Means and standard errors of the mean (mean ± SE) for each treatment were calculated from the six or three biological replicates. Analysis of variance (ANOVA) was performed for ten parameters using data from all 24 trees in the 26-day treatment experiment: total stem DM; percentages of glucan, xylan, arabinose, mannose, total lignin, 95% EtOH extractives and 'Other'; released glucose (g-1 glucan); and released glucose (g-1 DM). Tukey's Honestly Significant Difference (HSD) post hoc test  was performed for all parameters highlighted by ANOVA as significantly different, allowing pairwise comparisons between each treatment.
In the 26-day DCB-treated trees (Figure 2B), a band of fibre cells unstained by Safranin O was visible, in marked contrast to the control stems (Figure 2A). DCB plus tension wood-induced 26-day trees did initially produce G fibres in the same manner as 'standard' 26-day tension wood-induced trees without the DCB treatment before the DCB took effect (Figure 2D). This DCB effect arrested G-layer formation and also lignification, as revealed by Safranin O staining (Figure 2E). Both lignification and G-layer formation recovered sometime after the period of DCB effect, showing that the effect was transitory, presumably because of this being a concentration and/or depletion effect. Microscopic analysis indicated that lignification recovered before the recovery of G-layer formation. As tension wood formation can occur between 24 and 48 hours after a sufficient induction stimulus , a rough cell count comparison between the 26-day treatment tension wood-induced trees with and without DCB suggests that the DCB took around 10 days to begin to affect development at the cambium (which would be the midpoint of the stem after 91 days of growth). Using the same indicators, we estimated that the DCB effect lasted approximately 12 days. This information could be used to time DCB treatments and contribute to the construction of such secondary cell wall-specific experimental systems.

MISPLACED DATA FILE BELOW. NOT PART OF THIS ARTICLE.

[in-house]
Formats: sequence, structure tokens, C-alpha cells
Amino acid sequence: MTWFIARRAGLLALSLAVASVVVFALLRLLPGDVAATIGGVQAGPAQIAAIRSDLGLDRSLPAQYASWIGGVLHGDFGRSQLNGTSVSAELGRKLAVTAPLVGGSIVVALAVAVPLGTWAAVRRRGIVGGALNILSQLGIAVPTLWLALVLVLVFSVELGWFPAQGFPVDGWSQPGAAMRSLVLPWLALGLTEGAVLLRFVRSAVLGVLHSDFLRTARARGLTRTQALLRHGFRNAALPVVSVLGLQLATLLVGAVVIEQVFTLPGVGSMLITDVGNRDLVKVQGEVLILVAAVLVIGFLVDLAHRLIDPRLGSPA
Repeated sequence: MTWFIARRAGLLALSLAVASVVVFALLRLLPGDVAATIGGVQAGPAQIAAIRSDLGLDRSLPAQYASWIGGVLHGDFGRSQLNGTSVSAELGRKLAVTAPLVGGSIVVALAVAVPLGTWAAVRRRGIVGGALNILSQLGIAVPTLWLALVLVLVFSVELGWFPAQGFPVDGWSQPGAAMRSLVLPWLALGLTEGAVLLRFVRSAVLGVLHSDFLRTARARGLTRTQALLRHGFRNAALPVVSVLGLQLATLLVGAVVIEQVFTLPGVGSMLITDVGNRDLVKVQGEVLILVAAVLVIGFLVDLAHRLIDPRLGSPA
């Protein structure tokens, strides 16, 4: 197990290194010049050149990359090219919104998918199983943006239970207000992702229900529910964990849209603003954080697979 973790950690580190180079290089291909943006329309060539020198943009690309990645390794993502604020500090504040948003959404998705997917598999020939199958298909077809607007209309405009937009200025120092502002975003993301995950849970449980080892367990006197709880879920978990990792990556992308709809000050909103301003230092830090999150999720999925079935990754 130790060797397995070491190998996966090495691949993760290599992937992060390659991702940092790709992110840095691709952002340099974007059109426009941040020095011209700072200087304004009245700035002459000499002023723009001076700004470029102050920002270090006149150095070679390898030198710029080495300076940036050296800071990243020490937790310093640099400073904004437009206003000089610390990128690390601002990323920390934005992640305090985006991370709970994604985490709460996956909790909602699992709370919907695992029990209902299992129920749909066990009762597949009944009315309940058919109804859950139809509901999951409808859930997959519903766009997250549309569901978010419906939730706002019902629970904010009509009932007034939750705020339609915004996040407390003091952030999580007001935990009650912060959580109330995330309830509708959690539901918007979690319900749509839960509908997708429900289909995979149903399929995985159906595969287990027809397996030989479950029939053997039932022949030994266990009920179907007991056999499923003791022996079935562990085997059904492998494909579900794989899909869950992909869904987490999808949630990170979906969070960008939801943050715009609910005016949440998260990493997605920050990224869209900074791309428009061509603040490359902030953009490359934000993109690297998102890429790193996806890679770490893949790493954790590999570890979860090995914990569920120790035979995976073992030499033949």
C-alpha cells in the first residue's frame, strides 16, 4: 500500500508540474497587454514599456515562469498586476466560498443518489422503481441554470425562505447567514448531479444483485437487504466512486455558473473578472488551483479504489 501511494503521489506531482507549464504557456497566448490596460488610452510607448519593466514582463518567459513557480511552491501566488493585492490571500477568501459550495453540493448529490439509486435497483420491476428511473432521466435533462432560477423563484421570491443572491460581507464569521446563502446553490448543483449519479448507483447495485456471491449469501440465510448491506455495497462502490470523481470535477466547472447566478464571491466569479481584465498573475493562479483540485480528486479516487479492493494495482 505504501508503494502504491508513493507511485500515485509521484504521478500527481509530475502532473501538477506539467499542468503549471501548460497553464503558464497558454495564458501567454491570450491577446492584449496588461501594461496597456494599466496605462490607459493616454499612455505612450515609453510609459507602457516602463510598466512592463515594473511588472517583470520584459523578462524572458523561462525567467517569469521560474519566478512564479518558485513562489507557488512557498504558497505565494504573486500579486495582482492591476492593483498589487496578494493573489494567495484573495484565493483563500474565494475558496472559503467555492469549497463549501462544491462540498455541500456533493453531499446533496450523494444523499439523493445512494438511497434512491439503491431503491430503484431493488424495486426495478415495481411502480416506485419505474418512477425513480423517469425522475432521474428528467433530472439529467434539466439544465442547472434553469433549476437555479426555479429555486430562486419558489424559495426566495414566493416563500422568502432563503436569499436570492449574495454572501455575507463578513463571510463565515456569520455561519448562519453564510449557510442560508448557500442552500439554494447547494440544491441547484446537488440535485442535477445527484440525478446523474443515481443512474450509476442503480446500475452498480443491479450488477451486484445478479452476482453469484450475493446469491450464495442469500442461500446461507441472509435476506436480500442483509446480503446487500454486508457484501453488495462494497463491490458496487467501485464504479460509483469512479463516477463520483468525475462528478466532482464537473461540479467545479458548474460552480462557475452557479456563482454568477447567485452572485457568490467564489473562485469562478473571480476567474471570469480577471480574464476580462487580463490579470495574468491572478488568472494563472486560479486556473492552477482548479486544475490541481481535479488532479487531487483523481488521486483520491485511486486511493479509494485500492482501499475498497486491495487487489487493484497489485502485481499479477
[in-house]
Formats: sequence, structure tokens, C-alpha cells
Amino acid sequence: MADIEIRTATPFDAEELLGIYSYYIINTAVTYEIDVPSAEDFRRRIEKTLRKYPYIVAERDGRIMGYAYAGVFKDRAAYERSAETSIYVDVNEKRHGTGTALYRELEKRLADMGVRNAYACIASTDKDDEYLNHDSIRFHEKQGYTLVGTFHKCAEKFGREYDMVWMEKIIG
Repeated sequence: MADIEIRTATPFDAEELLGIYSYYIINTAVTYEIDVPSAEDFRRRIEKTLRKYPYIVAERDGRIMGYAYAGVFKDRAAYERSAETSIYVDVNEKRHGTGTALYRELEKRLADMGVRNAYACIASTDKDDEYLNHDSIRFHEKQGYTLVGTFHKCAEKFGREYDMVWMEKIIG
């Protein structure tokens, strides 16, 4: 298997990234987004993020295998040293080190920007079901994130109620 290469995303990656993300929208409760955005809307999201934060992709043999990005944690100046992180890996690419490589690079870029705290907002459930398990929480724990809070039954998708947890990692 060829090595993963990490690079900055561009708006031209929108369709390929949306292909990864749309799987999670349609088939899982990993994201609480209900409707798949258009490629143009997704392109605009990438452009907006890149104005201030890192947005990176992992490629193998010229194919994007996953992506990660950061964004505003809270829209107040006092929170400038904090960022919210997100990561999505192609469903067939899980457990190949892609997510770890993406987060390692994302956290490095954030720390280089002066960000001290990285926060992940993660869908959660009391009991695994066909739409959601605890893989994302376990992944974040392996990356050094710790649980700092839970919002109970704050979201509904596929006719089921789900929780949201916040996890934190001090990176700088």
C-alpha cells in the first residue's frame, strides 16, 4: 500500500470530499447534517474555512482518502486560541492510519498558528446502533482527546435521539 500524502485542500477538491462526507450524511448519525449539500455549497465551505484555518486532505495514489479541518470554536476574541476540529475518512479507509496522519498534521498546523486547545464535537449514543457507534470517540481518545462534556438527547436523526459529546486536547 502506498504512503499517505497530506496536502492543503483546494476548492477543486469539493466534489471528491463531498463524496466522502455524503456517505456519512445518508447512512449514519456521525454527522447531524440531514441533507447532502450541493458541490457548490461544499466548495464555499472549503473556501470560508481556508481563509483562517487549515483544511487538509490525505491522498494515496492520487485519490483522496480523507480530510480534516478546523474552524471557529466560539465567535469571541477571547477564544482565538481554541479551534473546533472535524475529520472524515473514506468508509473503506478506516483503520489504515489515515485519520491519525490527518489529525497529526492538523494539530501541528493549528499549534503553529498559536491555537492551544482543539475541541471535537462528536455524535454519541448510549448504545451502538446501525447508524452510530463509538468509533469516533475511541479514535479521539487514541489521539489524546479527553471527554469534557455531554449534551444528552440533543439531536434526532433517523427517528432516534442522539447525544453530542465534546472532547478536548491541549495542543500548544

Enzymatic saccharification and compositional analysis
The amount of released glucose (g-1 DM) can be used in conjunction with biomass yield, required nutrient and water input and response, pest resistance, postharvest viability, plantation longevity and so forth as part of a complete ideotype for lignocellulosic biofuel assessment. By investigating 'native' biomass which had not undergone pretreatment, alteration of inherent cellulose accessibility was possible. However, it has yet to be established how changes in glucan content and released glucose (g-1 glucan) of biomass will interact with any contemporaneous pretreatments and consequently the impacts on released glucose (g-1 DM) and the energy and/or severity required to achieve optimal glucose (or other carbohydrate) yields.
Stem biomass compositiona
95% EtOH extractives, % DM
Galactan, % DM
Arabinan, % DM
Mannan, % DM
ASL, % DM
AIL, % DM
Other, % DM
Tension wood, 26 days
DCB, 26 days
DCB tension wood, 26 days
Isolated tension wood, 43 days
Isolated opposite wood, 43 days
Effect of tension wood induction on composition and saccharification